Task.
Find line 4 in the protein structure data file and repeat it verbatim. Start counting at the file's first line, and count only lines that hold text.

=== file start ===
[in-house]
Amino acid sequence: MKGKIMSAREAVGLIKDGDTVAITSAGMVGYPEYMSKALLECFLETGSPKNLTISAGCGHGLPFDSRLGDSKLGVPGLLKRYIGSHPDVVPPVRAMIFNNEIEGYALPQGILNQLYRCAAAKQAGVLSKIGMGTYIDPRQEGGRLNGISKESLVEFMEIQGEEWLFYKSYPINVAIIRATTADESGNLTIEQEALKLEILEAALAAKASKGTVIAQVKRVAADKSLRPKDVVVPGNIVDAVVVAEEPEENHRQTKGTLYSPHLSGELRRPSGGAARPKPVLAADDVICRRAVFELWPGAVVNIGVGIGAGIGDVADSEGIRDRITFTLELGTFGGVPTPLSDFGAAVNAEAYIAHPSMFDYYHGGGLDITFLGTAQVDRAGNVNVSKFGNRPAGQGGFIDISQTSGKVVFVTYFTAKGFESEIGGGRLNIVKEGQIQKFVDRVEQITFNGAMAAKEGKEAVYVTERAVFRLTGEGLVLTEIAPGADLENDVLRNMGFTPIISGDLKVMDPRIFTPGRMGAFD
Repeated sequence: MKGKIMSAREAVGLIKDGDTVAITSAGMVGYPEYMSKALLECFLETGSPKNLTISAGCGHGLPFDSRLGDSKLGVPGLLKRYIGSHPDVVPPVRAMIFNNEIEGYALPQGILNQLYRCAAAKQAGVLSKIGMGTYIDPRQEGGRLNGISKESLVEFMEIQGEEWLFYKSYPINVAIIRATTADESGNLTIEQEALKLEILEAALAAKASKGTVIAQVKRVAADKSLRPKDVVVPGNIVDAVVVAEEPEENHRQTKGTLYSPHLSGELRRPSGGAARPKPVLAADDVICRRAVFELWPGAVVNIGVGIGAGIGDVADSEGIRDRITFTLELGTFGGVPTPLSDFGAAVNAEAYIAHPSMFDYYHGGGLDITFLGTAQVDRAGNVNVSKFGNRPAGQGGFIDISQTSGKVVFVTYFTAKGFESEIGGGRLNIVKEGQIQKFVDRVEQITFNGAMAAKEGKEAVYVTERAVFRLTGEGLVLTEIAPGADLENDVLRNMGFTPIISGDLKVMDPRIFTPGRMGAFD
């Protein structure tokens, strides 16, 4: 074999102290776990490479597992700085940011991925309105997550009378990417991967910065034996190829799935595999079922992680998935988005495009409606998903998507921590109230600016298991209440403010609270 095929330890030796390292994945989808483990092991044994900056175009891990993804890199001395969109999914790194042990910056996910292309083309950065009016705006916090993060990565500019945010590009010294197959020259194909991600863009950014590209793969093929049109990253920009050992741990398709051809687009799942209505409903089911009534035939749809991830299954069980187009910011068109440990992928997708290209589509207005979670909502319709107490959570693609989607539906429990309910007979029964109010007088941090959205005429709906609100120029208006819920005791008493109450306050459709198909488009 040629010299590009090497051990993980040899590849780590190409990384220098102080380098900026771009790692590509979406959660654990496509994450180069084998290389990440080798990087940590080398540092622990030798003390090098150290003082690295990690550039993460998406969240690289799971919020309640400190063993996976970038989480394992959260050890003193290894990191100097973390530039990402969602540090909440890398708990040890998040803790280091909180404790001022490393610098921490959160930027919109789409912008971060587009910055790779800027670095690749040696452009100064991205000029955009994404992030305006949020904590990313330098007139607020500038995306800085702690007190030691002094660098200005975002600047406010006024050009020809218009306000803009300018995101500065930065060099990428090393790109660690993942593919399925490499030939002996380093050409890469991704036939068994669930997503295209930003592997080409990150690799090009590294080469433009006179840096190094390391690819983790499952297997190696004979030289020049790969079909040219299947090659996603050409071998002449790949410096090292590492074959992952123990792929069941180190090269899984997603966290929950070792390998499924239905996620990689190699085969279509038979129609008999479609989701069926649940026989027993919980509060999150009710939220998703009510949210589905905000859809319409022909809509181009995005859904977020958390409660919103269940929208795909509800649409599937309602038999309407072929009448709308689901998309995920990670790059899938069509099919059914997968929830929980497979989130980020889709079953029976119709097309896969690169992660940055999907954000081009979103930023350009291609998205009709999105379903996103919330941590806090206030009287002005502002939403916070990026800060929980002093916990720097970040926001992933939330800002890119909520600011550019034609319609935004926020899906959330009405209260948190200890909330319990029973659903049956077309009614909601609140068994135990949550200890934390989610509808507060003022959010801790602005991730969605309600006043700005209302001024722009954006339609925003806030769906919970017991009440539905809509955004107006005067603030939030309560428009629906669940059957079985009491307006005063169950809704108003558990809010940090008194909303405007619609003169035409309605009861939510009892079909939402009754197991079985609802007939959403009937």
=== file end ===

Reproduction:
């Protein structure tokens, strides 16, 4: 074999102290776990490479597992700085940011991925309105997550009378990417991967910065034996190829799935595999079922992680998935988005495009409606998903998507921590109230600016298991209440403010609270 095929330890030796390292994945989808483990092991044994900056175009891990993804890199001395969109999914790194042990910056996910292309083309950065009016705006916090993060990565500019945010590009010294197959020259194909991600863009950014590209793969093929049109990253920009050992741990398709051809687009799942209505409903089911009534035939749809991830299954069980187009910011068109440990992928997708290209589509207005979670909502319709107490959570693609989607539906429990309910007979029964109010007088941090959205005429709906609100120029208006819920005791008493109450306050459709198909488009 040629010299590009090497051990993980040899590849780590190409990384220098102080380098900026771009790692590509979406959660654990496509994450180069084998290389990440080798990087940590080398540092622990030798003390090098150290003082690295990690550039993460998406969240690289799971919020309640400190063993996976970038989480394992959260050890003193290894990191100097973390530039990402969602540090909440890398708990040890998040803790280091909180404790001022490393610098921490959160930027919109789409912008971060587009910055790779800027670095690749040696452009100064991205000029955009994404992030305006949020904590990313330098007139607020500038995306800085702690007190030691002094660098200005975002600047406010006024050009020809218009306000803009300018995101500065930065060099990428090393790109660690993942593919399925490499030939002996380093050409890469991704036939068994669930997503295209930003592997080409990150690799090009590294080469433009006179840096190094390391690819983790499952297997190696004979030289020049790969079909040219299947090659996603050409071998002449790949410096090292590492074959992952123990792929069941180190090269899984997603966290929950070792390998499924239905996620990689190699085969279509038979129609008999479609989701069926649940026989027993919980509060999150009710939220998703009510949210589905905000859809319409022909809509181009995005859904977020958390409660919103269940929208795909509800649409599937309602038999309407072929009448709308689901998309995920990670790059899938069509099919059914997968929830929980497979989130980020889709079953029976119709097309896969690169992660940055999907954000081009979103930023350009291609998205009709999105379903996103919330941590806090206030009287002005502002939403916070990026800060929980002093916990720097970040926001992933939330800002890119909520600011550019034609319609935004926020899906959330009405209260948190200890909330319990029973659903049956077309009614909601609140068994135990949550200890934390989610509808507060003022959010801790602005991730969605309600006043700005209302001024722009954006339609925003806030769906919970017991009440539905809509955004107006005067603030939030309560428009629906669940059957079985009491307006005063169950809704108003558990809010940090008194909303405007619609003169035409309605009861939510009892079909939402009754197991079985609802007939959403009937």